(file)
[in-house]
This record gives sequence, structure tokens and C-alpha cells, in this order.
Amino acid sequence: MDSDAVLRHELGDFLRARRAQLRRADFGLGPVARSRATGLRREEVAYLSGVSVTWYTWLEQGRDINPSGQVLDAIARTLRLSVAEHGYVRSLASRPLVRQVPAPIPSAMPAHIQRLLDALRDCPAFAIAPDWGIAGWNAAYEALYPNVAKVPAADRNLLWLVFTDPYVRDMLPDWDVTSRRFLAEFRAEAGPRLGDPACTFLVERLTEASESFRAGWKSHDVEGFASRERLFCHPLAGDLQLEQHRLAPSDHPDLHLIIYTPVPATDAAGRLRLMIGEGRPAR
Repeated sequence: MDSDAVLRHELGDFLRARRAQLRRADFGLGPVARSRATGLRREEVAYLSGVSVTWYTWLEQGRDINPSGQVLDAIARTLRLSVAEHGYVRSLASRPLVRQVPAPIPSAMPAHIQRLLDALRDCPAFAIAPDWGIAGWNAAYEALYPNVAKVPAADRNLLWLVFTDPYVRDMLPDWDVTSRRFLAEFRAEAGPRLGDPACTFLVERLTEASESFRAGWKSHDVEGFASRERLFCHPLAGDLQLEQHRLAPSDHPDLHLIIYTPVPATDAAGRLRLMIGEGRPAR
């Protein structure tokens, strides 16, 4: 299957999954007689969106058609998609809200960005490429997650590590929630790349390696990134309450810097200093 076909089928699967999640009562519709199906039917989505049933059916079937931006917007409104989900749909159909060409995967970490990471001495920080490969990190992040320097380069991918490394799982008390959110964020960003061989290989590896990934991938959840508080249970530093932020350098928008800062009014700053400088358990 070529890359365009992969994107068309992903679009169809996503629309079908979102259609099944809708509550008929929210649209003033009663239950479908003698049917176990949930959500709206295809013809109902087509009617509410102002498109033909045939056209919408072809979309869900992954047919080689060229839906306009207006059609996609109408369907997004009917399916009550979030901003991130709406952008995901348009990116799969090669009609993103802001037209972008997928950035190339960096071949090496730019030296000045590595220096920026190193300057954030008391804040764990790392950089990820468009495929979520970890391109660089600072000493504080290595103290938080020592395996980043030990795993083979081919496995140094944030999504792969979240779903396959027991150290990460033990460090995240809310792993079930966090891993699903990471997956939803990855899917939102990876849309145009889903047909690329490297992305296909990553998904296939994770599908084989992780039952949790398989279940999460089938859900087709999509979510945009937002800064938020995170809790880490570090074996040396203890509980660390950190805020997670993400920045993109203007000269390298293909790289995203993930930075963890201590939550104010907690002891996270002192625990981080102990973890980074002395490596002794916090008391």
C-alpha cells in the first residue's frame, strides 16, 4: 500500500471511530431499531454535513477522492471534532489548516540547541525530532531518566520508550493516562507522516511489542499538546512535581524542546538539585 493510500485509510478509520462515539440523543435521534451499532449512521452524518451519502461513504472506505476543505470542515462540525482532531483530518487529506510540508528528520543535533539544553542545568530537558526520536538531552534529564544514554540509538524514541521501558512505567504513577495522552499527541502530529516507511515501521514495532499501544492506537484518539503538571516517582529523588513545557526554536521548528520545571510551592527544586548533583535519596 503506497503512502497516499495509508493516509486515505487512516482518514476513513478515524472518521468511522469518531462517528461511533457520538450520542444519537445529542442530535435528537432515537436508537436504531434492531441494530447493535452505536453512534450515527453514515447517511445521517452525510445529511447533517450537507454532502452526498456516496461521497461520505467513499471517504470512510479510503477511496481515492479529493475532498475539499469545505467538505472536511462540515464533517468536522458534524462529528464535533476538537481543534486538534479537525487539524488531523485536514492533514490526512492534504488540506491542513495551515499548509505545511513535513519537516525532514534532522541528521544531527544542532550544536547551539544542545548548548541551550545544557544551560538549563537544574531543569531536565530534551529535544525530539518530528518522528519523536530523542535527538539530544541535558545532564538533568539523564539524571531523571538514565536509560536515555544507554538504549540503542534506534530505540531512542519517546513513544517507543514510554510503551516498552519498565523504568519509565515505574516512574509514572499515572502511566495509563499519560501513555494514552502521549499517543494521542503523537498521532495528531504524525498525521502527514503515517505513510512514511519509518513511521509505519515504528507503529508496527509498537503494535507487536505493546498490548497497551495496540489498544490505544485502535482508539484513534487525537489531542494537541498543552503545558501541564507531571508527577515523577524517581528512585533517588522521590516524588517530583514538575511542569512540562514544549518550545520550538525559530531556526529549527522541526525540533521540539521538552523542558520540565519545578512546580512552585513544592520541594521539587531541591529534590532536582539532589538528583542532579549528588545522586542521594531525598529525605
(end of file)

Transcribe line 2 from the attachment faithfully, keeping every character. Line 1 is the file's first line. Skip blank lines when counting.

This record gives sequence, structure tokens and C-alpha cells, in this order.